DETROIT — Struggling to reduce its costly dependence on palladium, platinum and rhodium, the Honda Motor Co. plans to begin using a new kind of catalytic converter technology that the company contends will cut its use of these precious metals by 50 percent to 70 percent without increasing air pollution.

Catalytic Solutions Inc., a privately held company that invented the technology and is based in Oxnard, Calif., said it was in talks to sell the technology to other automakers as well, a move that could drive down the price of palladium in particular. Palladium is mainly used in catalytic converters and some laptop computer components, and its price has risen ninefold in the last five years, to $967.65 a troy ounce, on fears that supplies would prove inadequate for the needs of the auto and electronics industries.

Catalytic converters are part of the exhaust systems of automobiles. They turn smog-causing nitrogen oxides, carbon monoxide and unburned fuel vapor into less harmful carbon dioxide and other gases. Automakers around the world have been installing ever more precious metals in catalytic converters to meet increasingly stringent emissions regulations in the United States, Europe and Japan.

Palladium prices have soared as Russia has restricted exports and as automakers have started trying to make the huge engines in sport utility vehicles and other light trucks pollute as little as cars, usually by fitting them with much bigger catalytic converters. Palladium prices briefly approached $1,100 in early February during an interruption of Russian shipments, which drew speculators into the market.

Honda's first vehicle with the new catalytic converter, a small minivan called the Honda Stepwgn, will go on sale next month in Japan. Honda plans to install the technology in coming years on a wide range of vehicles that it sells in industrialized nations with tight emissions controls, but is still working out the timetable, said Andy Boyd, a Honda spokesman.

The crucial question facing Honda and other automakers is whether the new catalytic converter technology will be as effective in reducing emissions and as durable as Catalytic Solutions promises. Catalytic Solutions says it has mastered a technique that other companies have tried, only to encounter problems with performance and durability.

Introducing the technology in Japan, before setting a timetable for its introduction in the United States, offers several advantages for Honda. Japanese emissions standards are less stringent than those in the United States, so Honda can design the new catalytic converter to meet American standards and still allow a margin of error for meeting Japanese standards. Gasoline in Japan also has less sulfur and less variation in quality than American gasoline; sulfur and quality variations in gasoline hurt the performance of catalytic converters.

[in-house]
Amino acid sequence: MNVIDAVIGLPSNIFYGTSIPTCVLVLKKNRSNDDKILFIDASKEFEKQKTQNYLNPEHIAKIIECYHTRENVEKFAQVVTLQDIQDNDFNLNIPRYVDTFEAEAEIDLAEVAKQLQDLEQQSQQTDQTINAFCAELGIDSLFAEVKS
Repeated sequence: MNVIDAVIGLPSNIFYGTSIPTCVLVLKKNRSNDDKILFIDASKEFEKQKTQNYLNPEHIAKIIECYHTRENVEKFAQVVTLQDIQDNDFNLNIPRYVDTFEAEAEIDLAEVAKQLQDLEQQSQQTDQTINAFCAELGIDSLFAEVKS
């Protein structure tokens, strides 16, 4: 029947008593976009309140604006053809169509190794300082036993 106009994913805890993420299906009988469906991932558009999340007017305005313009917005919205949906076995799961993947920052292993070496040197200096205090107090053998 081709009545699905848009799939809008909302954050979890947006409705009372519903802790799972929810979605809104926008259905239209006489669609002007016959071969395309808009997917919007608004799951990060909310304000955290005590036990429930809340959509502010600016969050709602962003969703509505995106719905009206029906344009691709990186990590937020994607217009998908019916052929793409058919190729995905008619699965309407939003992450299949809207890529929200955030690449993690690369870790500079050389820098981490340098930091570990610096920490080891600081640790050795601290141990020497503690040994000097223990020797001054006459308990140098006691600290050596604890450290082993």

Finally, recalls in Japan tend to be less controversial than in the United States. The Environmental Protection Agency has periodically ordered large-scale recalls of models that consistently fail to meet emissions standards after 50,000 miles, and Honda has cultivated a low-pollution image in the United States that it is loath to put at risk.

Catalytic converters now on the market contain a honeycomb coated with precious metals that catalyze, or trigger, chemical reactions in the exhaust gases that flow by. Catalytic Solutions developed a new honeycomb coating that is a mixture of precious metals and so-called mixed-metal oxides, instead of relying entirely on precious metals.

Mixed-metal oxides are made from obscure but mostly inexpensive elements, like transition metals and lanthanides. The problem has been that these crystalline compounds come apart in the 1,400-degree heat of a catalytic converter mounted under the floor of an automobile. And automakers have been moving catalytic converters to put them right next to the engines, where they are more effective in removing pollution but where the exhaust gases are even hotter, reaching 1,650 degrees Fahrenheit.

Catalytic Solutions is convinced that its honeycomb coating will solve the problem, said Kristina Calkins, a company spokeswoman. Indeed, Honda plans to mount the new catalytic converters right next to the engine in the Stepwgn.

"It can handle extreme conditions," Calkins said.

The Catalytic Solutions product would be even more effective than current catalytic converters if it used more precious metals, she said. But the converters have been designed to use the minimum of precious metals necessary to meet automakers' engineering standards while controlling costs, Calkins said.

The typical car uses nearly $500 worth of precious metals, including up to a third of an ounce of palladium, while some light trucks use even more. With the new technology, "we're able to achieve the same level of emissions at much lower cost," Boyd said.

Honda owns 10 percent of Catalytic Solutions, but the catalyst company has the right to sell its product to other automakers and is in discussions to do so, Calkins said. She declined to identify the other automakers, citing confidentiality agreements. Catalytic Solutions began mass-producing honeycombs with the new coating in Oxnard in December and is shipping the honeycombs to Japan, where a Honda contractor installs them in catalytic converters, she said.

Palladium prices were unchanged on Wednesday at $967.65 a troy ounce in commodities market spot trading, while platinum prices rose $5.20, to $579 a troy ounce.

Palladium is mined in tiny quantities, mainly as byproducts of the mining of other minerals, notably nickel and platinum.